Rude Awakening (film)
Theatrical release poster
|Directed by||David Greenwalt|
|Produced by||Aaron Russo|
|Written by||Neil Levy|
|Music by||Jonathan Elias|
|Cinematography||Newton Thomas Sigel|
|Edited by||Paul Fried|
|Distributed by||Orion Pictures|
|Box office||$3,169,719 (USA)|
In 1969 New York City, two hippies, Fred Wook (Eric Roberts) and Jesus Monteya (Cheech Marin), flee the US to avoid arrest by the FBI and hide out in the jungles of Central America. Fred is an idealist, working on an underground newspaper with his friend Sammy (Robert Carradine), while Jesus is a stoner whose brain has been fried after being given huge amounts of LSD by researchers (the theory being that acid and appropriate visual stimulation can turn pacifist hippies into committed soldiers; Jesus proves their failure by wishing them 'peace' as he leaves the lab.) The two flee the inner-city commune they are living in, leaving behind Sammy who feels it is important that he keep writing and publishing their message, and Fred's girlfriend, artist Petra (Julie Hagerty).
Twenty years later, Fred and Jesus are still living in the jungle, when they find a dying man who has been shot by soldiers. He gives them some documents and tells them it is vital they get the papers back to the US government. The documents imply that the US is planning to invade that very country, and outraged, Fred and Jesus decide to return to the US to get the action stopped. Having been living in isolation (and by implication, stoned the entire time) for the last 20 years, Fred and Jesus return to New York City only to find the 1980s, entrenched in the yuppie ethos, to be something of a shock. Sammy and Petra have both embraced the materialistic culture, and it takes considerable persuasion from Fred and Jesus (including a memorable speech where Jesus makes numerous profound points, ending each one with 'That's all I got to say', before launching into another ramble) before they will agree to help.
Fred, Jesus, Sammy, and Petra join forces to lead a sit-in at the University of New York to protest the planned invasion, which leaves the group despondent; the student body is indifferent and the documents turn out to be a theoretical exercise and not any genuine invasion plans. However, the controversy brought up by their publication implies that Americans would welcome a war "we can win" and so the invasion actually happens.
Fred is broken by the idea that he started a war, and gives up all hope for the world and human race in general. Fred plans to leave New York with Jesus for places unknown, while Sammy and Petra refuse to come along with them — reluctant to give up their yuppie lifestyle. Just then on the street, some college students show up and ask Fred for his help in mobilising action; they are concerned by the numerous ecological and social problems they see around them and that Fred's sit-down protest at the university inspired them. Fred realizes that despite having failed in his personal mission to prevent war, as long as there are young and idealistic people out there that share his views, there will always be hope for the world.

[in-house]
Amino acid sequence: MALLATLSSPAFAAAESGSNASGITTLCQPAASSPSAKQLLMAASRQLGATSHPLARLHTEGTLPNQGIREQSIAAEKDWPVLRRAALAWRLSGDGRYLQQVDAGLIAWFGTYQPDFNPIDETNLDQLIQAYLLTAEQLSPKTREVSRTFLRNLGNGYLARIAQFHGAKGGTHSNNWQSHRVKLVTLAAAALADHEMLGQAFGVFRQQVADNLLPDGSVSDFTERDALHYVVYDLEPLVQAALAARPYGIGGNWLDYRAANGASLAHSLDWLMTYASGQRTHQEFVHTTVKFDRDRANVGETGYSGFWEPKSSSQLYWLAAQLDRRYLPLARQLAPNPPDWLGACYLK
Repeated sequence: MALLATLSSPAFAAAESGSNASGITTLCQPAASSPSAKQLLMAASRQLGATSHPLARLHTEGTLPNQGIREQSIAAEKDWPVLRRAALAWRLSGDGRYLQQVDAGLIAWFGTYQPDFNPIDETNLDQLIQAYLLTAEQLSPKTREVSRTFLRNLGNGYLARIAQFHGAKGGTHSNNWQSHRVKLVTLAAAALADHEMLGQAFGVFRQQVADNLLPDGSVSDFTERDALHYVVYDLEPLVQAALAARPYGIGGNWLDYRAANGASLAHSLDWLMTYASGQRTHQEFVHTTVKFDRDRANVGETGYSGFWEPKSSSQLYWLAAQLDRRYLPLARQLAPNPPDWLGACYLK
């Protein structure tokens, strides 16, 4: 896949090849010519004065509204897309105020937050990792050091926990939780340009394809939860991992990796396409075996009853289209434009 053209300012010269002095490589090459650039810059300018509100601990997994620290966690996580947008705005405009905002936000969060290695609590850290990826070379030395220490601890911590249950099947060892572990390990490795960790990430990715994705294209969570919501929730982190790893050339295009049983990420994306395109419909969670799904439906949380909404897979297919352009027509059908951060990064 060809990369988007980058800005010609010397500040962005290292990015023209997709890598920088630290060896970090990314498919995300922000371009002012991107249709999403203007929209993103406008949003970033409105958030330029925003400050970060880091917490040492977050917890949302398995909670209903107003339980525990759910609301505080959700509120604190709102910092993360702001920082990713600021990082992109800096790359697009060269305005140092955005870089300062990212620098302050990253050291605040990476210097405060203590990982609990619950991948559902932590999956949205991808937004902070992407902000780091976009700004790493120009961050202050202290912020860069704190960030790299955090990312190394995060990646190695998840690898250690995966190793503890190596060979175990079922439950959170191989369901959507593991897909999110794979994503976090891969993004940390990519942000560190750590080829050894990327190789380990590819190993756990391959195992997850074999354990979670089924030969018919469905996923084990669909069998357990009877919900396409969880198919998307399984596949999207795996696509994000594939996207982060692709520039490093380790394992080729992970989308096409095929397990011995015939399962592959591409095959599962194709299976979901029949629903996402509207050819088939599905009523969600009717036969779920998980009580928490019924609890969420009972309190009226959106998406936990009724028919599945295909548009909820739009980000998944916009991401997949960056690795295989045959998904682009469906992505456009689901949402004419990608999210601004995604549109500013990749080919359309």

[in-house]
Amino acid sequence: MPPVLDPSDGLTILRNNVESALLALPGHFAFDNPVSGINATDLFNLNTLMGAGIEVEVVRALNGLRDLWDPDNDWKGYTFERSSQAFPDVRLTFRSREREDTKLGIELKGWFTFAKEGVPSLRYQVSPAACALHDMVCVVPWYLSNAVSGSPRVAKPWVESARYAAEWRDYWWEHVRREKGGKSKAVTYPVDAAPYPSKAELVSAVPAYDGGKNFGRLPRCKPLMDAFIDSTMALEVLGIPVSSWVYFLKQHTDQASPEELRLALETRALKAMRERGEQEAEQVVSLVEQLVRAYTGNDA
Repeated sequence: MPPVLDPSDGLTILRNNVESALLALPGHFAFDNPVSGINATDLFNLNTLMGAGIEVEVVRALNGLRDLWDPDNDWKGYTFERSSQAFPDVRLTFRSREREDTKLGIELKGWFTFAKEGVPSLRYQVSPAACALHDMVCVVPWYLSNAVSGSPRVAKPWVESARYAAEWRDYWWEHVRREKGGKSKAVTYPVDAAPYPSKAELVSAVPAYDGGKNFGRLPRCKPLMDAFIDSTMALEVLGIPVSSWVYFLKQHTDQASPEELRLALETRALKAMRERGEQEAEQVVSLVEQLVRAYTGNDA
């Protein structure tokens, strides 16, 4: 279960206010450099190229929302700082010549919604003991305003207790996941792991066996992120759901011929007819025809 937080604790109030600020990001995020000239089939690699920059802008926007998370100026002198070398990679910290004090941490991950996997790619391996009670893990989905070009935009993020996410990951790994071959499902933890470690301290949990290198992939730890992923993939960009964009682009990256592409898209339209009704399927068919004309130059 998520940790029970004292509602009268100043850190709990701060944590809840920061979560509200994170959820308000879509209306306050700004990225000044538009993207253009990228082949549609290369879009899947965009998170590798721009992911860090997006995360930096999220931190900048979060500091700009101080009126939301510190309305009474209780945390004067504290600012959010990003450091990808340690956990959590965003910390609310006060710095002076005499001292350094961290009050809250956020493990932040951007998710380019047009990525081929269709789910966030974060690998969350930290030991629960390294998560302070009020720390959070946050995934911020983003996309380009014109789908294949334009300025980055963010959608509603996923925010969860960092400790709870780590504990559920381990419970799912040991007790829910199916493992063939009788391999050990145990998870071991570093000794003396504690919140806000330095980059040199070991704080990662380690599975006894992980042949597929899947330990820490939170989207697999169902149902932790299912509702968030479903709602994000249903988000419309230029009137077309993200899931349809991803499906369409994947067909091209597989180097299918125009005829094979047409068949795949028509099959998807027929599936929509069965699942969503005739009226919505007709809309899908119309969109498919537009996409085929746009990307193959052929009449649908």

The film concludes with an onscreen sing-along to the song "Revolution" during the closing credits.
|Cheech Marin||Jesus Monteya|
|Eric Roberts||Fred Wook|
|Rae Dawn Chong||Marlene|
|Timothy Leary||Diner at Ronnie's|
Vincent Canby of The New York Times found it endearing but lightweight: "[The film] is hapless but endearing, much like its principal characters... It is not witless, but it has no clearly defined style. It wanders, more or less aimlessly, in the way of a well-meaning, naive flower child."
- "Rude Awakening is such a hapless movie that one is tempted to be charitable toward it, to describe it as a sincere idea gone horribly wrong, rather than as an exercise in idiocy. But kindness is the wrong policy here, I think; the perpetrators of this film should instead be encouraged to seek out entirely new directions for their next work... No one in this movie has an adequate intelligence level. The dialogue of the characters is half-witted, their actions are inexplicable, and to the degree that they possess personalities, they are boring, self-important clods."
Gene Siskel of the Chicago Tribune gave the film half of one star out of four, calling it "A disastrous hippy comedy ... The biggest problem with the movie is that the script makes no sense, has no consistency and contains few laughs in its patently obvious putdown of yuppie life. How bad is this film? Would you believe that Cheech Marin gives the most credible performance?" Kevin Thomas of the Los Angeles Times called the film "endearing but uneven," writing that the two directors were "unable to give satire the crisp form and sharp pacing it needs to hit the mark squarely. 'Rude Awakening' is more enjoyable than many slicker but less ambitious films, yet it could have been so much better." Rita Kempley of The Washington Post called it "stupefyingly idiotic ... a calamity of wasted potential and a lost forum for environmental and social issues."
- "Rude Awakening". Rotten Tomatoes. Retrieved December 9, 2018.
- Canby, Vincent (1989-08-16). "''The New York Times'' original review". Movies.nytimes.com. Retrieved 2010-10-06.
- "Rude Awakening :: rogerebert.com :: Reviews". Rogerebert.suntimes.com. August 16, 1989. Retrieved 2010-08-04.
- Siskel, Gene (August 18, 1989). "Siskel's Flicks Picks". Chicago Tribune. Section 7, page N.
- Thomas, Kevin (August 16, 1989). "'Rude Awakening' for Anachronistic Hippies". Los Angeles Times. Part VI, p. 9.
- Kempley, Rita (August 16, 1989). "Soporific 'Awakening'". The Washington Post. D10.